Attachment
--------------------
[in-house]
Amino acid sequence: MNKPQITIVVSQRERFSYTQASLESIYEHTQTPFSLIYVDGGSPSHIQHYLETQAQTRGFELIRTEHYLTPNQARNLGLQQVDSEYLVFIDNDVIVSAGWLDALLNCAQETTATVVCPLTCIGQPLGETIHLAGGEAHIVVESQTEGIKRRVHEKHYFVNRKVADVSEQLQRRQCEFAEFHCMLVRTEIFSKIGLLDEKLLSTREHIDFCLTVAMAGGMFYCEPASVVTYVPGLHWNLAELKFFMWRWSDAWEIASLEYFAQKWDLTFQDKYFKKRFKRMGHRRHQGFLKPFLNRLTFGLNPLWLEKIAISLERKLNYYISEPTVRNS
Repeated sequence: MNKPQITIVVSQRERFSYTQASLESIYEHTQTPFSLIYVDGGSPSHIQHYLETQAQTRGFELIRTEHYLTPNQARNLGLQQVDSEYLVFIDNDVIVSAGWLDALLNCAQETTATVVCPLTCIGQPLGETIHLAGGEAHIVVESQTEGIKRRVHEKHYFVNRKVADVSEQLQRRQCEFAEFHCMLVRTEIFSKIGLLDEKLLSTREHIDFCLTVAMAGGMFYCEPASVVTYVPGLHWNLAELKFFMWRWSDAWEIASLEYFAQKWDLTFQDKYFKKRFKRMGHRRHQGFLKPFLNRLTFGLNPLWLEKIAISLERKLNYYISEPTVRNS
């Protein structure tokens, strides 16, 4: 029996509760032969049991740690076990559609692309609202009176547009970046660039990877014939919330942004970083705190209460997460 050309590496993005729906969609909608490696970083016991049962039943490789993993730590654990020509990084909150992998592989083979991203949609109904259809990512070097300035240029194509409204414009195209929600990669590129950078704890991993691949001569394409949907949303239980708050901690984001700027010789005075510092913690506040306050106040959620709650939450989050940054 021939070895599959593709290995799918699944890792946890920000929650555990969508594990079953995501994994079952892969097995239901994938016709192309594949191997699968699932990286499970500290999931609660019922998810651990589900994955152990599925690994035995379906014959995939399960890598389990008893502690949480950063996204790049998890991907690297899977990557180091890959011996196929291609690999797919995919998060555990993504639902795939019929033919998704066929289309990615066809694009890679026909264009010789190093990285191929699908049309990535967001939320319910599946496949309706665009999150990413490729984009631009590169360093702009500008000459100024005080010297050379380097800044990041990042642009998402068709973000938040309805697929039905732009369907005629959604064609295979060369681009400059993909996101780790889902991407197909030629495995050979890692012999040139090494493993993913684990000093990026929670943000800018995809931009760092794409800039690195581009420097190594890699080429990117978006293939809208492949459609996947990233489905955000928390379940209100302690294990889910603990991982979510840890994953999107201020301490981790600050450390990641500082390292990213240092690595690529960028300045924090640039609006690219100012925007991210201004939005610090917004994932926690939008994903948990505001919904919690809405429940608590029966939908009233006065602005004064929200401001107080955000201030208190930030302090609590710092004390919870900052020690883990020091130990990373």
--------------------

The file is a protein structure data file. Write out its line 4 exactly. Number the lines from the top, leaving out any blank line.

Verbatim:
């Protein structure tokens, strides 16, 4: 029996509760032969049991740690076990559609692309609202009176547009970046660039990877014939919330942004970083705190209460997460 050309590496993005729906969609909608490696970083016991049962039943490789993993730590654990020509990084909150992998592989083979991203949609109904259809990512070097300035240029194509409204414009195209929600990669590129950078704890991993691949001569394409949907949303239980708050901690984001700027010789005075510092913690506040306050106040959620709650939450989050940054 021939070895599959593709290995799918699944890792946890920000929650555990969508594990079953995501994994079952892969097995239901994938016709192309594949191997699968699932990286499970500290999931609660019922998810651990589900994955152990599925690994035995379906014959995939399960890598389990008893502690949480950063996204790049998890991907690297899977990557180091890959011996196929291609690999797919995919998060555990993504639902795939019929033919998704066929289309990615066809694009890679026909264009010789190093990285191929699908049309990535967001939320319910599946496949309706665009999150990413490729984009631009590169360093702009500008000459100024005080010297050379380097800044990041990042642009998402068709973000938040309805697929039905732009369907005629959604064609295979060369681009400059993909996101780790889902991407197909030629495995050979890692012999040139090494493993993913684990000093990026929670943000800018995809931009760092794409800039690195581009420097190594890699080429990117978006293939809208492949459609996947990233489905955000928390379940209100302690294990889910603990991982979510840890994953999107201020301490981790600050450390990641500082390292990213240092690595690529960028300045924090640039609006690219100012925007991210201004939005610090917004994932926690939008994903948990505001919904919690809405429940608590029966939908009233006065602005004064929200401001107080955000201030208190930030302090609590710092004390919870900052020690883990020091130990990373």